Sleep Wellness Tips
Guide to control insomnia
We’ve all been affected by the Covid-19 pandemic in one way or another. Our daily lives have changed dramatically, including our jobs and classes, and household incomes have decreased.
Anguish and stress broke into our daily lives by altering our emotional stability. Anger or sadness at not being able to do those activities we were used to, cause negative effects on our behavior. Another repercussion of the pandemic has been the impact on the sleep cycle.
Insomnia, waking up suddenly and having nightmares are some of the problems reported by thousands of people worldwide over the past few months. Dr. Liliana Estrada, Sub-Specialist in Sleep Medicine, participated in a talk with Lincoln parents and provided advice on managing these sleep disorders.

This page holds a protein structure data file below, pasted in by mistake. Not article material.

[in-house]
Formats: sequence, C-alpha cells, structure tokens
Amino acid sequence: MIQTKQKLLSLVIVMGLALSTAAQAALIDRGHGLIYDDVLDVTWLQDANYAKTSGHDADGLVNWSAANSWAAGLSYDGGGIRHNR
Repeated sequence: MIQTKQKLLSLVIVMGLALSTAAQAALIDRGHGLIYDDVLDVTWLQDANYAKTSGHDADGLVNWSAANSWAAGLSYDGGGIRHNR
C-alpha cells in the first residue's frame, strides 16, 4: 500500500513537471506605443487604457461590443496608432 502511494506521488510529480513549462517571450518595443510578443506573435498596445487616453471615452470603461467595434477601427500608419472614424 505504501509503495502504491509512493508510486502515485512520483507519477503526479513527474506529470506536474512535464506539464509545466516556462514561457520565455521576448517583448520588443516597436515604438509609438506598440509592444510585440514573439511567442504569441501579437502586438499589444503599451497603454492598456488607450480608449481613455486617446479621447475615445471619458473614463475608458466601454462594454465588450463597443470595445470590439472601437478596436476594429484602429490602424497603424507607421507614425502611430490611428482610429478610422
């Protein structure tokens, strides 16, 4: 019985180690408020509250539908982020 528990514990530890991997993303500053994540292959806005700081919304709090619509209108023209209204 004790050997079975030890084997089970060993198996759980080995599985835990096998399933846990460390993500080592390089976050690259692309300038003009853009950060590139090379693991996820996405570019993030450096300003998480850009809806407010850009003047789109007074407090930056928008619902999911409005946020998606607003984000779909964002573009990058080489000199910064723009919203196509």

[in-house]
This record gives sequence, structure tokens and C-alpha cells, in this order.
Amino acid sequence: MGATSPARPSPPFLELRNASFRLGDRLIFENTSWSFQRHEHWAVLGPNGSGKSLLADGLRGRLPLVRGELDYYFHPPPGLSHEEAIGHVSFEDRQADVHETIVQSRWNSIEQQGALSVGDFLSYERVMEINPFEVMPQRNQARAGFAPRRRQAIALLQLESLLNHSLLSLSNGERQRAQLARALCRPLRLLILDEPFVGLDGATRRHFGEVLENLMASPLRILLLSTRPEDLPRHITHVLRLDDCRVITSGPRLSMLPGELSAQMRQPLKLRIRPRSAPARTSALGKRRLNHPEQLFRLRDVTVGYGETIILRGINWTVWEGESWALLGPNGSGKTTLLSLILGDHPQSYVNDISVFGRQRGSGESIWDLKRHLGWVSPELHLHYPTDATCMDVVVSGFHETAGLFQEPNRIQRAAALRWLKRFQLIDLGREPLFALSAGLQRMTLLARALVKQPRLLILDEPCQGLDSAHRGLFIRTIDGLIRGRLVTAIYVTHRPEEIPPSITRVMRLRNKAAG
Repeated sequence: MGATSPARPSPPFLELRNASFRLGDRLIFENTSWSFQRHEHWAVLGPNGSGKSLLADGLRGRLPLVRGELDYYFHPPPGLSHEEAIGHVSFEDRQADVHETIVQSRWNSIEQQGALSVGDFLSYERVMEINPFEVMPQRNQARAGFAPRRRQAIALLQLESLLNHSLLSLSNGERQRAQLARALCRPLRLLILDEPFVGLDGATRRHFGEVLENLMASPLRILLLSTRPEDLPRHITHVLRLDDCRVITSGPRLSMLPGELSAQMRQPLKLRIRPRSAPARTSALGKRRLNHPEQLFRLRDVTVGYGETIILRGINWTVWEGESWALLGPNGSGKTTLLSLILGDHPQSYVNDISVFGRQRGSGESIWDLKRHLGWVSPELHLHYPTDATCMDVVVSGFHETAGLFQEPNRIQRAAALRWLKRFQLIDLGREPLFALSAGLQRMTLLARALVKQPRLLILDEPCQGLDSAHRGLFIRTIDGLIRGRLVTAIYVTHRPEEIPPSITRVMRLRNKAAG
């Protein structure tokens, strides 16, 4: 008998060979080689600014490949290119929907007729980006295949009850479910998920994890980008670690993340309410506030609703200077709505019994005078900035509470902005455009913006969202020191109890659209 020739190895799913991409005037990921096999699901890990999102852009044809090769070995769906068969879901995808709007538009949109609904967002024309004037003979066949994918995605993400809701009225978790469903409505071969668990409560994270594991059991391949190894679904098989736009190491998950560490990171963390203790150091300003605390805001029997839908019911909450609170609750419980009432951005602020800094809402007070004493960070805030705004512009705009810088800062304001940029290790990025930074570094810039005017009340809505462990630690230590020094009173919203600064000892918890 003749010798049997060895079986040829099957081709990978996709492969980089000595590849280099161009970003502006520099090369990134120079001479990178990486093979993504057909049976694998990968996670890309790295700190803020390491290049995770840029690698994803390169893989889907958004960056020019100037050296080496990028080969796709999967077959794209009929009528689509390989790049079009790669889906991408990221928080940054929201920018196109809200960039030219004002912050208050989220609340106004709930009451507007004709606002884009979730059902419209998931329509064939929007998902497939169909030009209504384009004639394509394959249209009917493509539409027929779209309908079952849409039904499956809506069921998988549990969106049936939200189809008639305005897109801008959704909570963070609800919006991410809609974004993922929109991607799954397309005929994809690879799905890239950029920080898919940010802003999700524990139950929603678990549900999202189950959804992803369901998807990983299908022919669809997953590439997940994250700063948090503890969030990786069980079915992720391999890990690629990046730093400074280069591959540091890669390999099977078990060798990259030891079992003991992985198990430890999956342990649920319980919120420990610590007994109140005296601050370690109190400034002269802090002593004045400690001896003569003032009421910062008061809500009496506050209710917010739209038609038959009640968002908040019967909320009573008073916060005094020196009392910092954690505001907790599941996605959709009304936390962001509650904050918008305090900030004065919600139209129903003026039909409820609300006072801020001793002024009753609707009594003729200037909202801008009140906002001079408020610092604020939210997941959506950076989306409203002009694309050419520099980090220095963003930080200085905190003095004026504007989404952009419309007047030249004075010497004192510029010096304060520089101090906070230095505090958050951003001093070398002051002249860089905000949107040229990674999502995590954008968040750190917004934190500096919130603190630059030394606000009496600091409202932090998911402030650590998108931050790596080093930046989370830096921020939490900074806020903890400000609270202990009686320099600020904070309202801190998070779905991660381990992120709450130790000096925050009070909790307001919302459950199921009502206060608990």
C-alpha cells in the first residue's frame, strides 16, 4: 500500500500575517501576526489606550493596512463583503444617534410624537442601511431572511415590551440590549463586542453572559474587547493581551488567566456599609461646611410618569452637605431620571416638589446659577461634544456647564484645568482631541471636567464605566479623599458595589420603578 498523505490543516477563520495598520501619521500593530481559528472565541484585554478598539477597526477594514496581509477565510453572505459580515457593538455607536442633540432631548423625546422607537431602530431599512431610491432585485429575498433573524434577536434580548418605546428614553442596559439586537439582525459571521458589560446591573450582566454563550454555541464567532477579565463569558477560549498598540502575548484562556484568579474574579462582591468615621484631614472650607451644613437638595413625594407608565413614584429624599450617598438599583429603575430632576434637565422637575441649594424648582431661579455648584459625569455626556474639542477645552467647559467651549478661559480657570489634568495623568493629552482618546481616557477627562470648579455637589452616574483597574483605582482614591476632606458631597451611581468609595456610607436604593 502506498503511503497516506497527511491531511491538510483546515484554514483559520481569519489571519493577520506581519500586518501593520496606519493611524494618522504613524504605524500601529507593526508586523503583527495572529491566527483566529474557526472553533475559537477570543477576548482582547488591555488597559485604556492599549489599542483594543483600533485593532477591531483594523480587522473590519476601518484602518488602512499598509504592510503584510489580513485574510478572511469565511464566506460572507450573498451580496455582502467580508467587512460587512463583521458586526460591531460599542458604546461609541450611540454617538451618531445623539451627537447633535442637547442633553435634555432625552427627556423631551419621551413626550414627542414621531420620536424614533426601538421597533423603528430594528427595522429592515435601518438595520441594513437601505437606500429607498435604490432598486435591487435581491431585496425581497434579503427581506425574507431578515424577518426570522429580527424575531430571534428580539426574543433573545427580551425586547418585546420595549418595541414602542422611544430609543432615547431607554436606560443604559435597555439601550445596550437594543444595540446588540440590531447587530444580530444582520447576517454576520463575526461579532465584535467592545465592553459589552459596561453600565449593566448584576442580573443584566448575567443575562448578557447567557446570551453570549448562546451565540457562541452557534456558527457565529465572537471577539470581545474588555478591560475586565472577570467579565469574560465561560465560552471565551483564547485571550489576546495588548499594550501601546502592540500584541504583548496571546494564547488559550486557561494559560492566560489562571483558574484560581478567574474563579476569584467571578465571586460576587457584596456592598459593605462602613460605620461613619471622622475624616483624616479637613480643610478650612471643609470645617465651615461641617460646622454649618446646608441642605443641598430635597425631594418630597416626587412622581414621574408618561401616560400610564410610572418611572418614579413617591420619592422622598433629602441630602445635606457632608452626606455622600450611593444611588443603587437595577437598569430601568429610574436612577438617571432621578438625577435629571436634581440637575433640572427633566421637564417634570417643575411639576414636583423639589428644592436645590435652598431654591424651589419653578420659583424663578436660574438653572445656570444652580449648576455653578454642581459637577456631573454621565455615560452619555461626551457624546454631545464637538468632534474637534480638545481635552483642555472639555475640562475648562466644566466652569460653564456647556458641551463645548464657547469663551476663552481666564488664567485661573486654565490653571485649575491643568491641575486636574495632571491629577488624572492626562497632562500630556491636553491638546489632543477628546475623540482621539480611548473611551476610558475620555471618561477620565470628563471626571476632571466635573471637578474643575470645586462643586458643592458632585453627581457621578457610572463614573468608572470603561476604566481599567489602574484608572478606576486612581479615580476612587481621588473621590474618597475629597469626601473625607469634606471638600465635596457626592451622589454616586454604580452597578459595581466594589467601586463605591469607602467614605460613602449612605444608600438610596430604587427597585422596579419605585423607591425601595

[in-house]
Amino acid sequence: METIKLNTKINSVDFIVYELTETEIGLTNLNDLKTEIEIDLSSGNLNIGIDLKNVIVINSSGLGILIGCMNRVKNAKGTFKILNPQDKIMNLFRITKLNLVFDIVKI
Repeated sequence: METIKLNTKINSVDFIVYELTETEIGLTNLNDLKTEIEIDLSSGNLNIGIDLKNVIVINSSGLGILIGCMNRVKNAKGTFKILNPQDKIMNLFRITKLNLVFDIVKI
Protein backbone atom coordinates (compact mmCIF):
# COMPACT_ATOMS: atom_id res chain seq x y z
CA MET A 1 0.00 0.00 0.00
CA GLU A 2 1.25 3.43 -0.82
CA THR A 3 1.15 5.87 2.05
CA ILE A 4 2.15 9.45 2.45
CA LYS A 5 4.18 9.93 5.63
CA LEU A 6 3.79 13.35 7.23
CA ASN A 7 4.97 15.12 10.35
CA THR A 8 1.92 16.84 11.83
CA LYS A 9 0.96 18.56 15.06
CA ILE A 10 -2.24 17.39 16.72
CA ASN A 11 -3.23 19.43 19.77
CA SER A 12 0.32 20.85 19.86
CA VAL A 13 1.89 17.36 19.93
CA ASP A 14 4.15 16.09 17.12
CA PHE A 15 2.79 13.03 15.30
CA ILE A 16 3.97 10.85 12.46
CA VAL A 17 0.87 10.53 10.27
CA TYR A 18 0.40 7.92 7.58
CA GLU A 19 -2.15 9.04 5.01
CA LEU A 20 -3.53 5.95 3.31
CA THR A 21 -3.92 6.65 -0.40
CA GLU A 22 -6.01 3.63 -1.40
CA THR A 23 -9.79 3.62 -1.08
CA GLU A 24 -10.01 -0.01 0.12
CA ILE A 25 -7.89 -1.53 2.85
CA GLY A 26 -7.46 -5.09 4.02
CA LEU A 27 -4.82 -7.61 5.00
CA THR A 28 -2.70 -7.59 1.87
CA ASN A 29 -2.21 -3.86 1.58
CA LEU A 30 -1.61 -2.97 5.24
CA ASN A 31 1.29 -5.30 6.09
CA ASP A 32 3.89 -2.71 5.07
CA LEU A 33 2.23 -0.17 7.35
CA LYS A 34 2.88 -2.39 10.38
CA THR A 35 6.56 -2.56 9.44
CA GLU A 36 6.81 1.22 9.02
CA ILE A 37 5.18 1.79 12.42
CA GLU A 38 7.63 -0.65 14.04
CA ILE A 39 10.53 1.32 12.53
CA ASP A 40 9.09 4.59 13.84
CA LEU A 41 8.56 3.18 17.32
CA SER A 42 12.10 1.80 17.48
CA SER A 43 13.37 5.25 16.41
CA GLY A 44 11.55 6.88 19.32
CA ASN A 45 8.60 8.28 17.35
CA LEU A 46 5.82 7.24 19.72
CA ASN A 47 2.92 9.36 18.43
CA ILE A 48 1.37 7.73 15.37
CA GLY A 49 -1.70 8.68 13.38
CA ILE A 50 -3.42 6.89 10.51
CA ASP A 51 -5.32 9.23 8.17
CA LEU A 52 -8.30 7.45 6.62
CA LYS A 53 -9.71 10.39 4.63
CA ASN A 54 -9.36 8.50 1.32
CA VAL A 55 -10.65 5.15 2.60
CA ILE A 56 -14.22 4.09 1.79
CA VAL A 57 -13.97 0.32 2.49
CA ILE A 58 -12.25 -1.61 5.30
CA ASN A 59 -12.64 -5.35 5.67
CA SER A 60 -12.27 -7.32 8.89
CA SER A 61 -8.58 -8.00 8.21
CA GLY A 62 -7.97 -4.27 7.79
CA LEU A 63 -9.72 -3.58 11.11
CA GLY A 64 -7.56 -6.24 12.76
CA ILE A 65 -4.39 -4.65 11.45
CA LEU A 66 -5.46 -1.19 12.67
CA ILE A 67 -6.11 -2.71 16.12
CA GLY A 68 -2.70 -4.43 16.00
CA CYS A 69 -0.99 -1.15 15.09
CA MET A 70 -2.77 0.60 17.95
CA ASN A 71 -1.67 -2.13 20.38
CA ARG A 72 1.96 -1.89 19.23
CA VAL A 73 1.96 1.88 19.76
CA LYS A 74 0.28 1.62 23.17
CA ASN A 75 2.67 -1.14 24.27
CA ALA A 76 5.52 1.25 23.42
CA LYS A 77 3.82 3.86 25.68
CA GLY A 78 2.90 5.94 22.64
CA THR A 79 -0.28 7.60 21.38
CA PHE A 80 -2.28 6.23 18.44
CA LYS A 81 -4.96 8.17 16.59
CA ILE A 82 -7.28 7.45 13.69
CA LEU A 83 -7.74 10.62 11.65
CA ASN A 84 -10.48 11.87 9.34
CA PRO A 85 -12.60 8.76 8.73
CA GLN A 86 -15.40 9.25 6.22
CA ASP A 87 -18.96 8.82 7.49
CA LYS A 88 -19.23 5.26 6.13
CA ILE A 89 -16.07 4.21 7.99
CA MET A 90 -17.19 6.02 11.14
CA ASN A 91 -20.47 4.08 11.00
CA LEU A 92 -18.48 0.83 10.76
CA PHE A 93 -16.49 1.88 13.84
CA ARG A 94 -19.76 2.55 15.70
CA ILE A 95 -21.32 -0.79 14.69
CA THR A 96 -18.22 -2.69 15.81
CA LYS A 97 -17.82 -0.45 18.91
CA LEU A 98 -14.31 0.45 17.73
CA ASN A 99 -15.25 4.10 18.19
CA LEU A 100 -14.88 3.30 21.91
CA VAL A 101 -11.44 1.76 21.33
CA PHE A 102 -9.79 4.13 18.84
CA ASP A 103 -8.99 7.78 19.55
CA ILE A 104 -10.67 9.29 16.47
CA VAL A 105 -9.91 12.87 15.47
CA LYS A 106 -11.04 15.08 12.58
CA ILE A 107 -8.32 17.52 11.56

Dr. Estrada said it’s important to set a schedule for getting up and going to bed. For example, if you wake up at 10:00 a.m., you can’t expect to be sleepy at 9:00 p.m. In addition, the brain should associate the bed as a space of relaxation and rest, so using the bed to work or do homework or other activities is not recommended.
Below some key recommendations to help you experience a better night’s sleep:
- Decrease caffeine consumption
- Exercise at home
- Use the bed just to sleep
- Hold family reunions at appropriate times
- Implement relaxation and meditation techniques
- Create a routine to schedule daily activities
- Resume cognitive activities: reading, solving puzzles, studying
- Avoid going to bed sleeplessly
- Stay awake for 16 continuous hours to guarantee us a good night’s rest
- Regulating energy drink consumption
- Set fixed schedules for telework
- Stop exposure to artificial light from cell phones, tablets or computers at least 2 hours before going to sleep
- Avoid getting up late